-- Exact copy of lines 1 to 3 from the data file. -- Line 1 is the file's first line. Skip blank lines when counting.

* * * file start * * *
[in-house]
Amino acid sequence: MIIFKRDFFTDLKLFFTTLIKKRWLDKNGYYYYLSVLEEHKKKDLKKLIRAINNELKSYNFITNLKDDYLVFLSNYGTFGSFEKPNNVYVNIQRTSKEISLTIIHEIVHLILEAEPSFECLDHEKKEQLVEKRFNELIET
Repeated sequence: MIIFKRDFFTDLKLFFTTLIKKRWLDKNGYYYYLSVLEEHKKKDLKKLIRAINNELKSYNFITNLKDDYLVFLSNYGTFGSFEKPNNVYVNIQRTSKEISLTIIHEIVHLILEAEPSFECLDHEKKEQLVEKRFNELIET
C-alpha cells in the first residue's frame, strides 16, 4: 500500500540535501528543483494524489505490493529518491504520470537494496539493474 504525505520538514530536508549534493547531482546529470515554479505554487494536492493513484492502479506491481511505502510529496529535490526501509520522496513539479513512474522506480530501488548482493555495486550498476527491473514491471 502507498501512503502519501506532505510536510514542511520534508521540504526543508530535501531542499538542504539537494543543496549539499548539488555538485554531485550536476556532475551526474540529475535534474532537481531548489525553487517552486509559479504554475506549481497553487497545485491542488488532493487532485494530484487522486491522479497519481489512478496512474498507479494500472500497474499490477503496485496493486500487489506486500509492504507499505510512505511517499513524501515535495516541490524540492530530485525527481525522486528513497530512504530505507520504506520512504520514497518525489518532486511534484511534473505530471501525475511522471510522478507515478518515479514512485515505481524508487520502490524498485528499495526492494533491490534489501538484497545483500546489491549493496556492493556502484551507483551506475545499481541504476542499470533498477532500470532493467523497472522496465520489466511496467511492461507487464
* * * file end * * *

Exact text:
[in-house]
Amino acid sequence: MIIFKRDFFTDLKLFFTTLIKKRWLDKNGYYYYLSVLEEHKKKDLKKLIRAINNELKSYNFITNLKDDYLVFLSNYGTFGSFEKPNNVYVNIQRTSKEISLTIIHEIVHLILEAEPSFECLDHEKKEQLVEKRFNELIET
Repeated sequence: MIIFKRDFFTDLKLFFTTLIKKRWLDKNGYYYYLSVLEEHKKKDLKKLIRAINNELKSYNFITNLKDDYLVFLSNYGTFGSFEKPNNVYVNIQRTSKEISLTIIHEIVHLILEAEPSFECLDHEKKEQLVEKRFNELIET